Kane S. Latranz
3 min read
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What if you threw a housewarming and nobody came? Accompanied by Steve Mills and his swinging theremin, Teslian technologist and musician Scott Nobody provided ambient sounds on electric guitar and sampler when the Indymedia Center had a mixed media bash at their new location in the Peace and Justice Center at Harvard and Silver last month.

Along with chips and dips—but no chains and whips that I could discern—liberal doses of theremin were provided to those in attendance. The theremin is a comparatively early contribution to the evolution of electronic music. Anyone who has seen the classic sci-fi flick The Forbidden Planet has heard its haunting, eerie sound—unless they watched the whole thing muted or something … but I digress.

The center includes a large screen TV, a video and DVD library, and digital cable, much of the point being to fulfill the spirit of the First Amendment by providing these cutting edge media to people who don't have easy access to them.

Those gathered in the multi-purpose lounge watched the television component of Amy Goodman’s radio show, Democracy Now, as broadcast on Free Speech TV. This was followed by an Indymedia video, including locally produced portions, which was simulcast via satellite to some 11 million potential viewers.

Another example of Indymedia’s democratization of the information age is the community computer lab, expected to commence operation on Sept. 22. Not to sound like Sally Struthers, but this is where you can do your part, as they need functioning and salvageable computers and video equipment. Interested parties can contribute their donations at the center.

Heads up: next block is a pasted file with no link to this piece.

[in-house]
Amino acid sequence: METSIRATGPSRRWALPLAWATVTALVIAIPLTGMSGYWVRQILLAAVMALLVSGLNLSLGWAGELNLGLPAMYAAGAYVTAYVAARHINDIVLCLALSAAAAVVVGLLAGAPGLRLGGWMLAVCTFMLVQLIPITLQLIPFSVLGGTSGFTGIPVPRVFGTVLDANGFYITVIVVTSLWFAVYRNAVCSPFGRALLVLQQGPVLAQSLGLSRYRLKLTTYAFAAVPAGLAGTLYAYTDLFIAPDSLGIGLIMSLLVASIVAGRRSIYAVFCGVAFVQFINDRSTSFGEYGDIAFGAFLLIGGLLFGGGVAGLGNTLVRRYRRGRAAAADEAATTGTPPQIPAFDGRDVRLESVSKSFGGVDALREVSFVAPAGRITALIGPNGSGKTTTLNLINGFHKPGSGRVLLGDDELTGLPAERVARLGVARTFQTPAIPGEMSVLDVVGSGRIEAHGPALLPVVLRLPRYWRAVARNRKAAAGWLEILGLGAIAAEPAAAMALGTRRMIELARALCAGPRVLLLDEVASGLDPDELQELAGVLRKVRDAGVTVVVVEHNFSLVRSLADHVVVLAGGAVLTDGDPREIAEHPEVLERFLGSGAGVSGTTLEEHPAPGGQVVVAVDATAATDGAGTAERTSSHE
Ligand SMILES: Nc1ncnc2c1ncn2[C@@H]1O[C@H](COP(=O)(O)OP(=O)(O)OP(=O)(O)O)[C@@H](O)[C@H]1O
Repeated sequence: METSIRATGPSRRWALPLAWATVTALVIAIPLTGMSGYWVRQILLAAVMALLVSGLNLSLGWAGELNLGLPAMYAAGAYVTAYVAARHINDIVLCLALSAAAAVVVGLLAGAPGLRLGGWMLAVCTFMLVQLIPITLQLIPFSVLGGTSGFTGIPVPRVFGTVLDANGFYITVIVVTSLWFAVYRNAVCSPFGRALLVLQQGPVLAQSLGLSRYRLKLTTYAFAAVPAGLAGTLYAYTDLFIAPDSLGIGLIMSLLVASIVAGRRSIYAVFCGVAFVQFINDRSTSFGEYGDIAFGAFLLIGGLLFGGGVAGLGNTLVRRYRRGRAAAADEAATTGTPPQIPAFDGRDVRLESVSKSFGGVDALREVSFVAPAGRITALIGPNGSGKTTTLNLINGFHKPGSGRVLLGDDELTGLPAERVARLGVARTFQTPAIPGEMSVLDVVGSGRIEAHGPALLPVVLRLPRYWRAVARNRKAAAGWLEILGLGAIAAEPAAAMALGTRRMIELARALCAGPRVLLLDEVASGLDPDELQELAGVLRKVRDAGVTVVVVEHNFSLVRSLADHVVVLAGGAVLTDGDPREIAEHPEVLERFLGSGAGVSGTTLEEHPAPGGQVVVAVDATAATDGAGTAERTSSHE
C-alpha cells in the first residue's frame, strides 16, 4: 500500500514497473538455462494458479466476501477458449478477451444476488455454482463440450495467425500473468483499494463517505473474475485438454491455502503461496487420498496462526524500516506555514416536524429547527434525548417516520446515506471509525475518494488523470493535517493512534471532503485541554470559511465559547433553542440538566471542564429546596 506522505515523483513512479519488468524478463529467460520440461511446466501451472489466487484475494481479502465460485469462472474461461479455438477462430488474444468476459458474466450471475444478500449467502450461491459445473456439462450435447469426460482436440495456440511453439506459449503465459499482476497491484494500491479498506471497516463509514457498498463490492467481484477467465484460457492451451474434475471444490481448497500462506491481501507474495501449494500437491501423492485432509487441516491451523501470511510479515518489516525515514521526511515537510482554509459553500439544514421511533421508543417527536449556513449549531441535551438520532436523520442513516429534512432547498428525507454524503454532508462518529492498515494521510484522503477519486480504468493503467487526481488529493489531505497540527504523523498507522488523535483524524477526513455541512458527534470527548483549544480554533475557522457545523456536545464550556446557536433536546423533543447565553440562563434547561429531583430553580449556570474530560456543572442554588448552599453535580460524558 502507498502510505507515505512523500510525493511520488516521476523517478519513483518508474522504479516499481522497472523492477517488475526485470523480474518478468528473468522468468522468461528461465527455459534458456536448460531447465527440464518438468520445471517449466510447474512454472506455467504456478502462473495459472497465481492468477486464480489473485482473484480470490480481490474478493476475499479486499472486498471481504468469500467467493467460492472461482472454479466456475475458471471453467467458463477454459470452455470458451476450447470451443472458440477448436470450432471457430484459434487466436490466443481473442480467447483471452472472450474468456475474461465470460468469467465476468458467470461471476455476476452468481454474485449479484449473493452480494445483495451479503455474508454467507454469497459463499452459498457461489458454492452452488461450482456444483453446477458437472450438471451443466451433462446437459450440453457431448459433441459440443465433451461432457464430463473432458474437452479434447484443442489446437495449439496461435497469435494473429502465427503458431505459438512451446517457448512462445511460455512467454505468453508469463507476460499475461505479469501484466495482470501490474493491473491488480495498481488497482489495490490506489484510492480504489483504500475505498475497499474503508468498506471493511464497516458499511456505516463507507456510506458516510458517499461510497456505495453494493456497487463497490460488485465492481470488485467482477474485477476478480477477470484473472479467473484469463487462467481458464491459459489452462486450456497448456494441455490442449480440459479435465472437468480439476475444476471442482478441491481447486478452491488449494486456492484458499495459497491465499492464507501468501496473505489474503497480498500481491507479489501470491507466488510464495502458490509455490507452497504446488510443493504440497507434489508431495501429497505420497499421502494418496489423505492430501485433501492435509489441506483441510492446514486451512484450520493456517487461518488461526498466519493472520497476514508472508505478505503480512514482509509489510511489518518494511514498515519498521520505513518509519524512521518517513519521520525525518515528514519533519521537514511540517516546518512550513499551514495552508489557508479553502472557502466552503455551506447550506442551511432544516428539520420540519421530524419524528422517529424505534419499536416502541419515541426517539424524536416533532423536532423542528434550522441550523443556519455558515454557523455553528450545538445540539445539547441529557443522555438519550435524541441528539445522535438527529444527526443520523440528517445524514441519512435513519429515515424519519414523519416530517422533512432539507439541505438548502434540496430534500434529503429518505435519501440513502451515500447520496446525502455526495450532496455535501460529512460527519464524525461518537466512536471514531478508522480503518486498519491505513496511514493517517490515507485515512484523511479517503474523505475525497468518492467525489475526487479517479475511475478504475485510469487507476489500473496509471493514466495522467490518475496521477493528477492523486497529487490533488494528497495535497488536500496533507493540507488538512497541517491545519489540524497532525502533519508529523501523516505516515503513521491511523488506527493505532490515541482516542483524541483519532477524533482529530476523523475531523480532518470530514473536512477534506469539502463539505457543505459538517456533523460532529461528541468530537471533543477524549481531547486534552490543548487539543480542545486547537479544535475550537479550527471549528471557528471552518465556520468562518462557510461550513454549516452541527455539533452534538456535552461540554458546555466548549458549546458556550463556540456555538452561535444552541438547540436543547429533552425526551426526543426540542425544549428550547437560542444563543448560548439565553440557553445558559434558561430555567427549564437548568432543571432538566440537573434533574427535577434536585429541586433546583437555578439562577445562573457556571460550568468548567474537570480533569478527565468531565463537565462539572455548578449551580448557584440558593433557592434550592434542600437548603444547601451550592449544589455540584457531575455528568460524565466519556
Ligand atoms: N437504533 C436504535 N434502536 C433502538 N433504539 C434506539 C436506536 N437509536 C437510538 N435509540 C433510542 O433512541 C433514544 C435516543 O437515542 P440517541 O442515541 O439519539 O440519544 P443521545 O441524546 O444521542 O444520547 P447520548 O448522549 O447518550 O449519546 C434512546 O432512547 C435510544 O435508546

The bookshelves in the lounge almost certainly include some leftist propaganda. For what my opinion matters, it also seems clear that the corporate media are guilty of a great deal of misinformation these days, largely through the sin of omission. It should also be pointed out that the center's library is fairly extensive, including many nonpolitical books, in addition to such alternative periodicals as Bamboo Girl, Punk Planet and Paranoia.

Books and magazines can be borrowed or read in the lounge, and those who would like to view such programs as Democracy Now, which airs three times a day, can drop on by. Future simulcast Indymedia screenings are planned for the first Thursday of each month, many produced by Channel 27's Patricia Dolan. The screenings will frequently be followed by performances from local musicians.

Politics generally inspire me with an urge to vomit. Nonetheless, mindful to take a proper gander at the propaganda of both left and right, I have become convinced that it's never been more important than now to support and partake of the alternative media.

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